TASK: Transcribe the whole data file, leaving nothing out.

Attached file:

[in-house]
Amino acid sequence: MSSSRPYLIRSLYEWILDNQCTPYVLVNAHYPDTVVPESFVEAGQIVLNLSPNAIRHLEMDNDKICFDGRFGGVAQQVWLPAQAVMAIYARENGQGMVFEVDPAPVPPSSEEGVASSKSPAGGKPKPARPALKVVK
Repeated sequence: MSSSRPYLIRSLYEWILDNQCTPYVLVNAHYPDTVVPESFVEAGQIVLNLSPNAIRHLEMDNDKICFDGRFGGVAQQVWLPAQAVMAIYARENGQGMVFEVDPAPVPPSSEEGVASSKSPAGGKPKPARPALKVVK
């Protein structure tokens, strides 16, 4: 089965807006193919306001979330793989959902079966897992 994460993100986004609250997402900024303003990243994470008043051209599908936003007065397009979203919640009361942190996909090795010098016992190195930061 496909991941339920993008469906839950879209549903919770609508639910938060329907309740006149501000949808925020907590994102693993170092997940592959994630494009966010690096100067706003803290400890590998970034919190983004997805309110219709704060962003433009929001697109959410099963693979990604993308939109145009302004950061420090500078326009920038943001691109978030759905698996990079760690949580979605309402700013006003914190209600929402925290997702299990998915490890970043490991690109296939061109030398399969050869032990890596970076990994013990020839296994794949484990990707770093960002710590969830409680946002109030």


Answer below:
[in-house]
Amino acid sequence: MSSSRPYLIRSLYEWILDNQCTPYVLVNAHYPDTVVPESFVEAGQIVLNLSPNAIRHLEMDNDKICFDGRFGGVAQQVWLPAQAVMAIYARENGQGMVFEVDPAPVPPSSEEGVASSKSPAGGKPKPARPALKVVK
Repeated sequence: MSSSRPYLIRSLYEWILDNQCTPYVLVNAHYPDTVVPESFVEAGQIVLNLSPNAIRHLEMDNDKICFDGRFGGVAQQVWLPAQAVMAIYARENGQGMVFEVDPAPVPPSSEEGVASSKSPAGGKPKPARPALKVVK
């Protein structure tokens, strides 16, 4: 089965807006193919306001979330793989959902079966897992 994460993100986004609250997402900024303003990243994470008043051209599908936003007065397009979203919640009361942190996909090795010098016992190195930061 496909991941339920993008469906839950879209549903919770609508639910938060329907309740006149501000949808925020907590994102693993170092997940592959994630494009966010690096100067706003803290400890590998970034919190983004997805309110219709704060962003433009929001697109959410099963693979990604993308939109145009302004950061420090500078326009920038943001691109978030759905698996990079760690949580979605309402700013006003914190209600929402925290997702299990998915490890970043490991690109296939061109030398399969050869032990890596970076990994013990020839296994794949484990990707770093960002710590969830409680946002109030």